- Key sharks and whales have grown their ETH holdings in the last month.
- Even after a price decline, ETH sees fewer sell-offs.
Despite the continued decline in Ethereum’s [ETH] price due to the collapse of FTX, sharks, and whales (holders of 100 to one million ETH tokens) on the network exhibit no signs of slowing down accumulation, data from Santiment showed.
Read Ethereum’s [ETH] Price Prediction 2023-2024
FTX’s unexpected collapse pushed ETH’s price below its pre-merge levels as FUD overran the market. However, the cohort of ETH investors that hold between 100 to 100 million tokens remained resilient.
Data from the on-chain analytics platform showed that they grew their ETH holdings by 2.1% in the last month. Between 5 and 6 December, they added 561,000 ETH tokens to their bags, the highest daily accumulation in the last three months. For context, the huge accumulation caused the cumulative shark and whale holdings to return to pre-merge levels.
Buyers continue to buy
Even as ETH’s price dwindled in the last month, it still recorded few sell-offs. According to data from CryptoQuant, ETH’s exchange reserve fell by 17%. This decline showed that the amount of ETH coins held on exchanges fell.
Typically, investors send their assets to exchanges to sell them, and this would usually grow such an asset’s exchange reserve. Therefore, a decline in an asset’s exchange reserve indicates that fewer sell-offs have taken place.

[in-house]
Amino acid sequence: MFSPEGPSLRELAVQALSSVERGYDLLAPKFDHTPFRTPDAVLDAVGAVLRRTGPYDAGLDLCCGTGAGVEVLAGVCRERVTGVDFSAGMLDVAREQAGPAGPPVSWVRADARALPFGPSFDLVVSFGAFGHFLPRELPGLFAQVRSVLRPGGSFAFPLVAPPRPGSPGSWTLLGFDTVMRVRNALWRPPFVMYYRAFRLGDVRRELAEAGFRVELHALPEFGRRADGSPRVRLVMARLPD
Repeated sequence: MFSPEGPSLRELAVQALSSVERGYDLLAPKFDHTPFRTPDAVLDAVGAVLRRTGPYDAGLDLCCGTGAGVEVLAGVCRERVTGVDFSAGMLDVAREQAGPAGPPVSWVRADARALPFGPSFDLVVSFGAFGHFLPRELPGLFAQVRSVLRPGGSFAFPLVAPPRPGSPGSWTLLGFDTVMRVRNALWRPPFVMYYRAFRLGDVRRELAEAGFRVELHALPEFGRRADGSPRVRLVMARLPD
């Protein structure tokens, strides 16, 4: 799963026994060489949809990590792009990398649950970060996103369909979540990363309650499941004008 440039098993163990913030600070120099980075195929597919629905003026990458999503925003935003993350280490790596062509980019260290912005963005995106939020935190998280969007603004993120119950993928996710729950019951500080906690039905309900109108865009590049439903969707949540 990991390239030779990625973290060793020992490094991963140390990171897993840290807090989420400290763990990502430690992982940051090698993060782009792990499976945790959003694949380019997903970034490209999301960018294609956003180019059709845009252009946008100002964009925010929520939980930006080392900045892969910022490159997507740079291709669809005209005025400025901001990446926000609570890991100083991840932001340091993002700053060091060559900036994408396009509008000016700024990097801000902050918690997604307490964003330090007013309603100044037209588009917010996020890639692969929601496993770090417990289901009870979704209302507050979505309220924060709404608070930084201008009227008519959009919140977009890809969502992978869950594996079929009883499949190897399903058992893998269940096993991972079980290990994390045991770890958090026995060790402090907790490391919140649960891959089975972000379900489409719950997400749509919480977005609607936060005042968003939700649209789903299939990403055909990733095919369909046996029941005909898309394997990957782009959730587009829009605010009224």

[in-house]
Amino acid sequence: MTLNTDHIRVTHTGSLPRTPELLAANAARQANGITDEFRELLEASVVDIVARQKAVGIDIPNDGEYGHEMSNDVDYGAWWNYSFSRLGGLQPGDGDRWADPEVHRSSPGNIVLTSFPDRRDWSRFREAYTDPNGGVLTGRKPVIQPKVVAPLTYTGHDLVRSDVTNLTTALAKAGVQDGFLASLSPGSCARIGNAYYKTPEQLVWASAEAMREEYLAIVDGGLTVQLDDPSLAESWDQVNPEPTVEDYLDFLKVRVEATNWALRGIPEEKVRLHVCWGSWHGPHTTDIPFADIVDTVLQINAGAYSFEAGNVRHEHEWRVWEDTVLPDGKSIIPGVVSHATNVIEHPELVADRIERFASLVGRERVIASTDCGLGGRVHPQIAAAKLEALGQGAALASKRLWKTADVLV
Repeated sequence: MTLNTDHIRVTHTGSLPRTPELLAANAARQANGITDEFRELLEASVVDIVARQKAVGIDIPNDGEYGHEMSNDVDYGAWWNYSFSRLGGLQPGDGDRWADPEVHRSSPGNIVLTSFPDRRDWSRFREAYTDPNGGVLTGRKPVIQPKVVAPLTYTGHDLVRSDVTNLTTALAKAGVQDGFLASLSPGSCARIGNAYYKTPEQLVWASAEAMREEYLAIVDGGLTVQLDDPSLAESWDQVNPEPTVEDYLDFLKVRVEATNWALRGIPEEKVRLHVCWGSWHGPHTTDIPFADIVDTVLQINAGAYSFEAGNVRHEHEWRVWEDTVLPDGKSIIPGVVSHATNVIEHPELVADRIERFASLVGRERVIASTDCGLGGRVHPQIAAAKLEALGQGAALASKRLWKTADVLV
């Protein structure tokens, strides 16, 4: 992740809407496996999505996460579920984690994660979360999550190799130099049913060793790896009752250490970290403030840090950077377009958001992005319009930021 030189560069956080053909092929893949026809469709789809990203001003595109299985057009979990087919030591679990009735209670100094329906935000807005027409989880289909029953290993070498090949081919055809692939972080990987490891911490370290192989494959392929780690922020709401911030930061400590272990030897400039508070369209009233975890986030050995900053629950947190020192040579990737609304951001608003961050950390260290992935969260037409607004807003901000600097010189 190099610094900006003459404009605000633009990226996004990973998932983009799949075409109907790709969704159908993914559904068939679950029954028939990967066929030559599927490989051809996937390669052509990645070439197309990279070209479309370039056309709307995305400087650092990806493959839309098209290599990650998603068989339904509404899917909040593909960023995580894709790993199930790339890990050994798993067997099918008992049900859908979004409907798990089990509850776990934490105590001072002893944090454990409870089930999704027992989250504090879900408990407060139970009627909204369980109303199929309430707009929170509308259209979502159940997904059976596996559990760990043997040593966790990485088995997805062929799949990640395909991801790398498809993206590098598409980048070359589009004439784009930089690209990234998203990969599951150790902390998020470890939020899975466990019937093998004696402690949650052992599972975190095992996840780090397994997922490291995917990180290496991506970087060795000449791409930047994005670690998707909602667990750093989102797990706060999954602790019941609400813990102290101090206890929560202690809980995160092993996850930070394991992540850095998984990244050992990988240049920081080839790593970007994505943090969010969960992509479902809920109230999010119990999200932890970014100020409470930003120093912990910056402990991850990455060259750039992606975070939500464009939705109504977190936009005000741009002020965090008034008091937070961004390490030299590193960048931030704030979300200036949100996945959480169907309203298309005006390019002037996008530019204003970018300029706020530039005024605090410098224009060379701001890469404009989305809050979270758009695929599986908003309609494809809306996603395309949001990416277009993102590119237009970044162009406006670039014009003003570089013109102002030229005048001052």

ETH’s supply outside of exchanges rallied by 3% within the same period.
Situating ETH’s exchange activity within the context of events in the last month, the decline in the amount of ETH held on exchanges, and the corresponding growth in the amount held off exchanges following FTX’s collapse was due to the fears and doubts that investors had concerning the safety of their assets on centralized exchanges.
Hence, the decision to send them to self-custody and to trade them on decentralized exchanges. Some have also held on to them to realize profit once the price picks up later.
Blame the “weak hands”
Per data from Santiment, an assessment of ETH’s Network Profit/Loss (NPL) when FTX collapsed showed a huge fall in the metric on 9 November. This indicated that many investors, in an attempt to save their investments, sold at significant losses, a classic case of the short-term capitulation of “weak hands.”
As new money attempted to enter the market to prop up the asset’s value, the FUD that plagued the market was too significant to overcome, and after a one-day jump in ETH’s price, it plummeted.
Towards the end of November, when the general market began to recover, ETH’s NPL dipped again, showing the exit of “weak hands” and the re-entry of “the smart money,” marking the commencement of a local bounce back.
Even so, since 22 November, ETH’s price has climbed by 10%, data from CoinMarketCap showed.